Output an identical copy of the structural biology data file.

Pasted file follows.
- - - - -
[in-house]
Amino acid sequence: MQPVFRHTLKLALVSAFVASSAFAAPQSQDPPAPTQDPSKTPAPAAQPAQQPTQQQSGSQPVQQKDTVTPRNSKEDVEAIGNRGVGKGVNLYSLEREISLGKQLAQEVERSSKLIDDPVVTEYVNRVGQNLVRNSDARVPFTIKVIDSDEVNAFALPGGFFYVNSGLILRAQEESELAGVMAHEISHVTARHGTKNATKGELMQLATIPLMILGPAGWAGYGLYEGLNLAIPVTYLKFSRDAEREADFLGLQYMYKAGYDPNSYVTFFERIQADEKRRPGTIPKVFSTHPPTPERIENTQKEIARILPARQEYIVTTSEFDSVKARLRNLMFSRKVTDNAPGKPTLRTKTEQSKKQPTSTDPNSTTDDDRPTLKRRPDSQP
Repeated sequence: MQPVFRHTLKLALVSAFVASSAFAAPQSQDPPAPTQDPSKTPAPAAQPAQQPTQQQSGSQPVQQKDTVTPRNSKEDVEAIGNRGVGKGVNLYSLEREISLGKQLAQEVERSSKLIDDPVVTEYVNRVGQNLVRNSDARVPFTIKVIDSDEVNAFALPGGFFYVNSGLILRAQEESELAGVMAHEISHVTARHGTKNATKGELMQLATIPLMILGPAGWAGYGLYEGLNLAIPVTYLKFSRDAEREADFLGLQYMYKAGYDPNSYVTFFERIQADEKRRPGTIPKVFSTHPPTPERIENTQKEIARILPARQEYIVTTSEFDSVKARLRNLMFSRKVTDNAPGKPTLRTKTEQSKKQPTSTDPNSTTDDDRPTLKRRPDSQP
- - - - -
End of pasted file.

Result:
[in-house]
Amino acid sequence: MQPVFRHTLKLALVSAFVASSAFAAPQSQDPPAPTQDPSKTPAPAAQPAQQPTQQQSGSQPVQQKDTVTPRNSKEDVEAIGNRGVGKGVNLYSLEREISLGKQLAQEVERSSKLIDDPVVTEYVNRVGQNLVRNSDARVPFTIKVIDSDEVNAFALPGGFFYVNSGLILRAQEESELAGVMAHEISHVTARHGTKNATKGELMQLATIPLMILGPAGWAGYGLYEGLNLAIPVTYLKFSRDAEREADFLGLQYMYKAGYDPNSYVTFFERIQADEKRRPGTIPKVFSTHPPTPERIENTQKEIARILPARQEYIVTTSEFDSVKARLRNLMFSRKVTDNAPGKPTLRTKTEQSKKQPTSTDPNSTTDDDRPTLKRRPDSQP
Repeated sequence: MQPVFRHTLKLALVSAFVASSAFAAPQSQDPPAPTQDPSKTPAPAAQPAQQPTQQQSGSQPVQQKDTVTPRNSKEDVEAIGNRGVGKGVNLYSLEREISLGKQLAQEVERSSKLIDDPVVTEYVNRVGQNLVRNSDARVPFTIKVIDSDEVNAFALPGGFFYVNSGLILRAQEESELAGVMAHEISHVTARHGTKNATKGELMQLATIPLMILGPAGWAGYGLYEGLNLAIPVTYLKFSRDAEREADFLGLQYMYKAGYDPNSYVTFFERIQADEKRRPGTIPKVFSTHPPTPERIENTQKEIARILPARQEYIVTTSEFDSVKARLRNLMFSRKVTDNAPGKPTLRTKTEQSKKQPTSTDPNSTTDDDRPTLKRRPDSQP